A matter of opinions...

Barnaby Slater wishes critical comics would keep their traps shut...

I've realised that airing an opinion or offering advice in the comedy world is more dangerous than the time I admitted to liking Fleetwood Mac at one of my mother's New Year's Eve over-50's singles parties. After one gig I was once asked how I felt about a fellow stand up's set and I enthusiastically heard myself say: 'What I love about your comedy is that you don't feel the need to try and get belly laughs. It's all about your persona. And it's delicious"

To which she replied bluntly: 'I'm trying to get belly laughs.'

Cue awkward silence, back-tracking and me spending the next two hours on the Albert Bridge suicidally wondering why I open my mouth when it's clearly safer for me to live alone embracing my intrinsic banality. I knew what I was trying to say, and I was genuinely attempting to be complimentary, but my talent for descriptive dialogue deserted me at just the wrong time. Imagine seeing Liam Gallagher try to discuss the expository genius of The Usual Suspects. Yes, I looked that stupid.

Mind you, i've been at the wrong end of a few backhanded compliments myself. A guy I play football with once said to me: 'Oh, Barnaby, I watched some of your stand-up on Youtube. It was so much better than I thought it would be. I loved how you dealt with all those bits where nobody was laughing.'

I chose not to explain to him that it was an edited clip and in my mind there weren't any moments where nobody was laughing. I also once told a fellow stand-up of my excitement at having reached the latter stages of an important comedy competition, to which he replied: 'That's brilliant well done. Just make sure you have absolutely no expectation of getting any further. None whatsoever.' Which could have been a rallying call, but naturally didn't sound like one to me. It was enough to persuade me not to bother turning up.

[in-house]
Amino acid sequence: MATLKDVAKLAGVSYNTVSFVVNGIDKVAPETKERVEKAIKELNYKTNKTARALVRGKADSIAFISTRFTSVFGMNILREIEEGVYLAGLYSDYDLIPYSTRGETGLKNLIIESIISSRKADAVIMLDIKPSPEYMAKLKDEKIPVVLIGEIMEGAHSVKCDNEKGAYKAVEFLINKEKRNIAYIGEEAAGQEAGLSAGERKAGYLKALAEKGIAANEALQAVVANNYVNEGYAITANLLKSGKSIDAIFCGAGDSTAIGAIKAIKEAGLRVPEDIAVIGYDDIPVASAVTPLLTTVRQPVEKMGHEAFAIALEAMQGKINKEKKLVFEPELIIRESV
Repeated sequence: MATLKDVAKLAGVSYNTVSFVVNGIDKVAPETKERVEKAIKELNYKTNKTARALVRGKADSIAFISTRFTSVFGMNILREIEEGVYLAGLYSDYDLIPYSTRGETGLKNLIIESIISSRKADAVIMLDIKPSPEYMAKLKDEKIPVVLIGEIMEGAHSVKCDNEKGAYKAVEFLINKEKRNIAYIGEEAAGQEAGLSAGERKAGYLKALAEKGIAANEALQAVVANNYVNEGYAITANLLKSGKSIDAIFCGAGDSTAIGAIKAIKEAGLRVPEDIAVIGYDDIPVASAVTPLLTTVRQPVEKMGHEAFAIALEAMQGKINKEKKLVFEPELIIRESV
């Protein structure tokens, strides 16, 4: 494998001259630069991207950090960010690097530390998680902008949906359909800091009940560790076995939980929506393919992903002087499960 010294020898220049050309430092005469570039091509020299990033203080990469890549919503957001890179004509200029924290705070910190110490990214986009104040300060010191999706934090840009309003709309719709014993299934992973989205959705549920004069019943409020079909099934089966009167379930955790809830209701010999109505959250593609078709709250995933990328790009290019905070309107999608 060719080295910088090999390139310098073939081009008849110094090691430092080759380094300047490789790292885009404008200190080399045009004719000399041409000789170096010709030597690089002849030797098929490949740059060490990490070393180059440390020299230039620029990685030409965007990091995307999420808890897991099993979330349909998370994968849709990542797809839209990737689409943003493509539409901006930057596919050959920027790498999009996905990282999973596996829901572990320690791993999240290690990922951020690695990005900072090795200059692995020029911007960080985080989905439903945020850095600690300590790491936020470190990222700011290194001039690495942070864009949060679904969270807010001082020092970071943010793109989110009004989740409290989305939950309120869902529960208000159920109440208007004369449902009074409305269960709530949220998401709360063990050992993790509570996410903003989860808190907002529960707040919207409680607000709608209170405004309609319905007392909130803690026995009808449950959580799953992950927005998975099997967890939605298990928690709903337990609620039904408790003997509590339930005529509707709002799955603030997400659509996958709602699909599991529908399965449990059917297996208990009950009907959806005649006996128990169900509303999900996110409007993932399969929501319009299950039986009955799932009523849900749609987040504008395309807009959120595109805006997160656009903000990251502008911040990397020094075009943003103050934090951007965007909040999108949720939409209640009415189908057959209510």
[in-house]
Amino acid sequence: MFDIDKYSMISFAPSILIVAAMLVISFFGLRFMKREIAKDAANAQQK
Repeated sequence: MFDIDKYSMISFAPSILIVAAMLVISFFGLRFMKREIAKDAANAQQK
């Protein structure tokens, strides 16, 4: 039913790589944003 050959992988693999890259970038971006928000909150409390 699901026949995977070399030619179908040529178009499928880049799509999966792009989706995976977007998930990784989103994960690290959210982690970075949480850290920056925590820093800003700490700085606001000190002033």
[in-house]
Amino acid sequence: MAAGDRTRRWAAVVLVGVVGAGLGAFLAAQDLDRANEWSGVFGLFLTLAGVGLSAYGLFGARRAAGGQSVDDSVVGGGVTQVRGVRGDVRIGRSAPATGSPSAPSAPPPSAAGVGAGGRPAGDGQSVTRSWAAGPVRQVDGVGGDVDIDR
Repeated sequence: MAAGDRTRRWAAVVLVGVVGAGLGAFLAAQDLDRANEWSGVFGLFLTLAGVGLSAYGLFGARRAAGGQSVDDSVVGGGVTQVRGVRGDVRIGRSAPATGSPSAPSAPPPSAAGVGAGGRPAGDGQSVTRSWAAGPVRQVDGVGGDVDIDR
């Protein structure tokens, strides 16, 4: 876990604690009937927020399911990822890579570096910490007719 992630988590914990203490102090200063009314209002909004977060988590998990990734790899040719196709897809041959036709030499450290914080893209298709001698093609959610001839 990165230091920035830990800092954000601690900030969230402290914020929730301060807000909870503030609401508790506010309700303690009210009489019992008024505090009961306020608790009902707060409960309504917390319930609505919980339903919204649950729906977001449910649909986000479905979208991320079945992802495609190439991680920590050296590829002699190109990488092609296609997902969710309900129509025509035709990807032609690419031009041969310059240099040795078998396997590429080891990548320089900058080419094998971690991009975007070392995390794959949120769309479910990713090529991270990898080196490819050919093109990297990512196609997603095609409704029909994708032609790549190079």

At a a highly respected London new act show recently, I was party to a conversation between a budding young stand-up and the promoter where the comedian asked: 'What did you think of my set? I'd love to get booked for a ten if possible.'

To which the promoter replied: 'To be honest, you've got to completely change that material. It's not funny. You're not funny. The jokes are not funny.' I wanted the ground to swallow me up. And he wasn't even talking to me. I just so wished i'd not heard it. It gave me that unique punch in the stomach feeling you only feel when a) you relate to a fellow act having a 'death' moment or b) your girlfriend cheats on you.

But, this is the thing…. what do we actually want when we ask people for their opinions? I've heard myself enquire on numerous occasions: 'I'd love to know what you think. You know, some constructive criticism' when what I mean is: 'Tell me you loved it, tell me you idolised it, tell me you think the world has spent the last two millennia waiting for my comedy band's three-minute ode to assisted suicide.'

But, of course, that's very rarely how things work. And even when someone does give you exactly what you want to hear, they're either lying, or you can bet your bottom dollar that your comedic neuroses won't allow you to believe them anyway. 'He says he loves it. Why would he lie to me? He must mean he hates it. Why can't he just tell me the truth? I'm never doing it again. I'm going back to my tried and trusted syphilis material.' (Note: Barnaby Slater does NOT have any syphilis material. NOR talk about himself in the third person.)